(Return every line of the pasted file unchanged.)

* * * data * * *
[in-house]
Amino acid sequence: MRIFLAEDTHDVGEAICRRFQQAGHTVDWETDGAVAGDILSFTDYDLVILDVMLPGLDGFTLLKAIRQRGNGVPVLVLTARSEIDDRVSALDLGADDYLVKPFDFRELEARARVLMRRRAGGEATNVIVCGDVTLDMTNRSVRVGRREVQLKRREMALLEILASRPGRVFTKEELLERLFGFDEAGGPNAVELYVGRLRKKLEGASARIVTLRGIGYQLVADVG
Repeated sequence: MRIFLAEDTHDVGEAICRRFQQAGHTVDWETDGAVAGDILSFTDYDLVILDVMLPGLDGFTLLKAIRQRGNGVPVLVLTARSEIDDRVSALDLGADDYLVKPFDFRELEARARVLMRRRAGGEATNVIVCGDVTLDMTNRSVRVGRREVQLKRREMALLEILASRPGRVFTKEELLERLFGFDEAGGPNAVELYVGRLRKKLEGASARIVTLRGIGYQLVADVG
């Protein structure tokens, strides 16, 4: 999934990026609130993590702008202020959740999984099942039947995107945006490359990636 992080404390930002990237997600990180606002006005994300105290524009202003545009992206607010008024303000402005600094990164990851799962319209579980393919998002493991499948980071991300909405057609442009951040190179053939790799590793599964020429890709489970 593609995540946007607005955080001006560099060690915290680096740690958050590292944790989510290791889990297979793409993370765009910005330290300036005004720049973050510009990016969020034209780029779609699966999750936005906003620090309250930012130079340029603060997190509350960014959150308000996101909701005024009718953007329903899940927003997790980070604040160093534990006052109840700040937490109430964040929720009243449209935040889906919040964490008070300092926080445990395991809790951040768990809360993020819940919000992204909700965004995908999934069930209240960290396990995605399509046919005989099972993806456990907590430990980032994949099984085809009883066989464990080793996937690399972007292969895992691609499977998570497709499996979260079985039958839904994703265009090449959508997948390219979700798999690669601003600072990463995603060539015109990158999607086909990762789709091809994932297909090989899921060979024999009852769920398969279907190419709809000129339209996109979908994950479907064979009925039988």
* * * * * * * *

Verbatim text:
[in-house]
Amino acid sequence: MRIFLAEDTHDVGEAICRRFQQAGHTVDWETDGAVAGDILSFTDYDLVILDVMLPGLDGFTLLKAIRQRGNGVPVLVLTARSEIDDRVSALDLGADDYLVKPFDFRELEARARVLMRRRAGGEATNVIVCGDVTLDMTNRSVRVGRREVQLKRREMALLEILASRPGRVFTKEELLERLFGFDEAGGPNAVELYVGRLRKKLEGASARIVTLRGIGYQLVADVG
Repeated sequence: MRIFLAEDTHDVGEAICRRFQQAGHTVDWETDGAVAGDILSFTDYDLVILDVMLPGLDGFTLLKAIRQRGNGVPVLVLTARSEIDDRVSALDLGADDYLVKPFDFRELEARARVLMRRRAGGEATNVIVCGDVTLDMTNRSVRVGRREVQLKRREMALLEILASRPGRVFTKEELLERLFGFDEAGGPNAVELYVGRLRKKLEGASARIVTLRGIGYQLVADVG
């Protein structure tokens, strides 16, 4: 999934990026609130993590702008202020959740999984099942039947995107945006490359990636 992080404390930002990237997600990180606002006005994300105290524009202003545009992206607010008024303000402005600094990164990851799962319209579980393919998002493991499948980071991300909405057609442009951040190179053939790799590793599964020429890709489970 593609995540946007607005955080001006560099060690915290680096740690958050590292944790989510290791889990297979793409993370765009910005330290300036005004720049973050510009990016969020034209780029779609699966999750936005906003620090309250930012130079340029603060997190509350960014959150308000996101909701005024009718953007329903899940927003997790980070604040160093534990006052109840700040937490109430964040929720009243449209935040889906919040964490008070300092926080445990395991809790951040768990809360993020819940919000992204909700965004995908999934069930209240960290396990995605399509046919005989099972993806456990907590430990980032994949099984085809009883066989464990080793996937690399972007292969895992691609499977998570497709499996979260079985039958839904994703265009090449959508997948390219979700798999690669601003600072990463995603060539015109990158999607086909990762789709091809994932297909090989899921060979024999009852769920398969279907190419709809000129339209996109979908994950479907064979009925039988």